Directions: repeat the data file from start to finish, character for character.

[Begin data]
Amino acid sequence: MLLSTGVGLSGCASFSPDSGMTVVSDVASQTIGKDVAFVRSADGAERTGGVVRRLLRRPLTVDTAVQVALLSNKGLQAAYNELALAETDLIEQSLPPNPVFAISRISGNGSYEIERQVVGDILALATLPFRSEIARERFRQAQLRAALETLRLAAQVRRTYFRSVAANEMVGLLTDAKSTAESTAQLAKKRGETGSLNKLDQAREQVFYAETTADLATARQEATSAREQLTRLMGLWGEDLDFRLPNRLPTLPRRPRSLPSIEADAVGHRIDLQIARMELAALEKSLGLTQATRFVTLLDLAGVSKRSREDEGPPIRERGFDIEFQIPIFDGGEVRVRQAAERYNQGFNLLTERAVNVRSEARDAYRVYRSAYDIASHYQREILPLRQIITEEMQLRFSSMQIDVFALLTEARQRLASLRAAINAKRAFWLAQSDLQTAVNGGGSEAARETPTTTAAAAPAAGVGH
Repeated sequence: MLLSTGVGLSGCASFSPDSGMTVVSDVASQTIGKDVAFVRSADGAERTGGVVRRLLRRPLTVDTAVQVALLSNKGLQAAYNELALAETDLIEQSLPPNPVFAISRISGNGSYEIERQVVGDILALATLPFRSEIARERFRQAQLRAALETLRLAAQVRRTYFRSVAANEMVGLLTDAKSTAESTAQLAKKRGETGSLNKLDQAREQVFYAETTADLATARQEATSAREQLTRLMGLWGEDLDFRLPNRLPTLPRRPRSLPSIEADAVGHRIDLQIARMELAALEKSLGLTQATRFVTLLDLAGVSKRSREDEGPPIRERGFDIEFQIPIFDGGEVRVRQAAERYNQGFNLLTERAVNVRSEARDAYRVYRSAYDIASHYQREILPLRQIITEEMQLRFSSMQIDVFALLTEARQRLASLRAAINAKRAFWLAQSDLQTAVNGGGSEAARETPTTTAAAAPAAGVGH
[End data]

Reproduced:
Amino acid sequence: MLLSTGVGLSGCASFSPDSGMTVVSDVASQTIGKDVAFVRSADGAERTGGVVRRLLRRPLTVDTAVQVALLSNKGLQAAYNELALAETDLIEQSLPPNPVFAISRISGNGSYEIERQVVGDILALATLPFRSEIARERFRQAQLRAALETLRLAAQVRRTYFRSVAANEMVGLLTDAKSTAESTAQLAKKRGETGSLNKLDQAREQVFYAETTADLATARQEATSAREQLTRLMGLWGEDLDFRLPNRLPTLPRRPRSLPSIEADAVGHRIDLQIARMELAALEKSLGLTQATRFVTLLDLAGVSKRSREDEGPPIRERGFDIEFQIPIFDGGEVRVRQAAERYNQGFNLLTERAVNVRSEARDAYRVYRSAYDIASHYQREILPLRQIITEEMQLRFSSMQIDVFALLTEARQRLASLRAAINAKRAFWLAQSDLQTAVNGGGSEAARETPTTTAAAAPAAGVGH
Repeated sequence: MLLSTGVGLSGCASFSPDSGMTVVSDVASQTIGKDVAFVRSADGAERTGGVVRRLLRRPLTVDTAVQVALLSNKGLQAAYNELALAETDLIEQSLPPNPVFAISRISGNGSYEIERQVVGDILALATLPFRSEIARERFRQAQLRAALETLRLAAQVRRTYFRSVAANEMVGLLTDAKSTAESTAQLAKKRGETGSLNKLDQAREQVFYAETTADLATARQEATSAREQLTRLMGLWGEDLDFRLPNRLPTLPRRPRSLPSIEADAVGHRIDLQIARMELAALEKSLGLTQATRFVTLLDLAGVSKRSREDEGPPIRERGFDIEFQIPIFDGGEVRVRQAAERYNQGFNLLTERAVNVRSEARDAYRVYRSAYDIASHYQREILPLRQIITEEMQLRFSSMQIDVFALLTEARQRLASLRAAINAKRAFWLAQSDLQTAVNGGGSEAARETPTTTAAAAPAAGVGH